“Parents want their children to eat well… there is not enough information readily available,” Day contended.
Indeed, the survey revealed a quarter of all parents and guardians would like to increase the variety of foods in their children’s diets.
However, almost one in three parents said they would not persevere with a vegetable their child refused to eat for fear of upsetting them. Almost half admit to ‘giving up’ on introducing new foods after 6 attempts, despite the ‘average time’ it takes for children to take to a new food being between 11 - 15 times.
Meanwhile, over half of parents, 53%, also admitted to hiding vegetables in their children’s meals. This can actually hinder children’s uptake of fruit and veg in their diet because kids are more likely to accept foods that they are familiar with.
Key to winning over children and supporting healthy fruit and veg consumption is making it ‘fun and interesting’. Organix has also partnered with researchers at the University of Reading, who have developed ‘see and eat’ books to help children become accustomed to a wider variety of fruit and vegetables.
“As psychologists, we know that the more we look at something the more we like it. With this in mind, we wanted to investigate the role of visual familiarity. How looking at a vegetable alone can impact a child’s willingness to eat it," Dr. Natalie Masento, a psychologist in food, nutrition and health at Reading University, told listeners.
“We created a set of digital books known as the ‘See and Eat’ books and tested how this would change children’s behaviour towards vegetables… Our results showed just by looking at a picture book of a vegetable over a two week period not only made children more willing to try it, but actually tripled their intake. This effect was seen for several months – so it's not a short-lived effect it’s a long-term change.”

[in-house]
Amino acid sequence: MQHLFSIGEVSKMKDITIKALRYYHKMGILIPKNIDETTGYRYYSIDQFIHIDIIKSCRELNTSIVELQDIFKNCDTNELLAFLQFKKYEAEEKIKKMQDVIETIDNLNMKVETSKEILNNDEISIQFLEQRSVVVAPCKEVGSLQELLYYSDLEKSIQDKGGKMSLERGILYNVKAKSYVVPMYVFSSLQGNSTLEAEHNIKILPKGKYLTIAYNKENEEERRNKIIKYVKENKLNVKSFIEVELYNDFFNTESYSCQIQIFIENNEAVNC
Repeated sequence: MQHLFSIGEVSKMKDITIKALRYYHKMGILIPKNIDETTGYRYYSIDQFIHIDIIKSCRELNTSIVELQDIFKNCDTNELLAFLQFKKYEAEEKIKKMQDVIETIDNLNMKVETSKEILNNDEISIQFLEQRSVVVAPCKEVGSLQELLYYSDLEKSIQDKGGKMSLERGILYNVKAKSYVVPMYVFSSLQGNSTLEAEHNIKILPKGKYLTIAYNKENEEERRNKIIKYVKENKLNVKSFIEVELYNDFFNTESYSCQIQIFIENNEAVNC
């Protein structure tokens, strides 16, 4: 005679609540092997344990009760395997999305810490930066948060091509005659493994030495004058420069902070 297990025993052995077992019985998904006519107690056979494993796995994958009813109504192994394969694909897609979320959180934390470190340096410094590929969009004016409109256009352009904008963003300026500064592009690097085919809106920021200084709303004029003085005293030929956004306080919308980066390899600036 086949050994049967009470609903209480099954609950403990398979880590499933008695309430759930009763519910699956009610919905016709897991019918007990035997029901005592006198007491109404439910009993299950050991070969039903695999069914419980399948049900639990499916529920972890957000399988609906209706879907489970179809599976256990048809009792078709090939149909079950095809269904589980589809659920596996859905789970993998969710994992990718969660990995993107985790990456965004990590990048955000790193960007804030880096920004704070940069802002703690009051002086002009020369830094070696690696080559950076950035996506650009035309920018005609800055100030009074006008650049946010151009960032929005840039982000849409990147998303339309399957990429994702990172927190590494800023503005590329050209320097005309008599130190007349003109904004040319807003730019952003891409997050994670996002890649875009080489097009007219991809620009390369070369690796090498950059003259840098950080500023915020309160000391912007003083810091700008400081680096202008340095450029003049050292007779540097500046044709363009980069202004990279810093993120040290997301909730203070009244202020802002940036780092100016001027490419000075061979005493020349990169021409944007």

A high price for healthy foods?
Organix is a business that has been committed to organic standards for 30 years. Golder insisted that organic products are better for personal and planetary health. But, he continued, this campaign isn’t focused on getting people to switch to organic.
“We make all of our foods from 100% organic produce because that’s the absolute best for little ones’ tummies and the future of the environment and the future of the plant. But when it comes to what kids are eating, the priority here is to try and get one extra portion of fruit and vegetables into little ones’ tummies, whether it's organic or not.”
He agreed that the higher organic price point can be a barrier for some families. “We know that unfortunately organic can sometimes be a bit more expensive. One of the things we might point people towards and encourage them is to look up what’s referred to as the ‘dirty dozen’ a list that’s regularly updated by the Environmental Working Group, and it highlights which particular fruit and veg regularly contain higher levels of pesticides. The top three are often strawberries, kale and spinach.”
Organix’s Head of Food Development added that the campaign extends beyond fresh produce to include frozen or canned fruit and veg. “When we think about budgeting… it’s not just fresh fruit and veg that count, it’s also things like frozen or even tinned vegetables. If you are going to buy tinned, look out for veg in natural water without added salt and fruit… that isn’t in syrups. Another great tip if it’s not convenient to have fresh or money is a concern,” Day explained.
Indeed, Golder concluded, the real ambition of this drive is to support increased vegetable and fruit consumption and contribute to making these healthier choices ‘accessible for all’.
The campaign will be available to support parents through the Organix website and via a partnership with NDNA on their website, to over 300,000 nursery school children across the UK throughout May.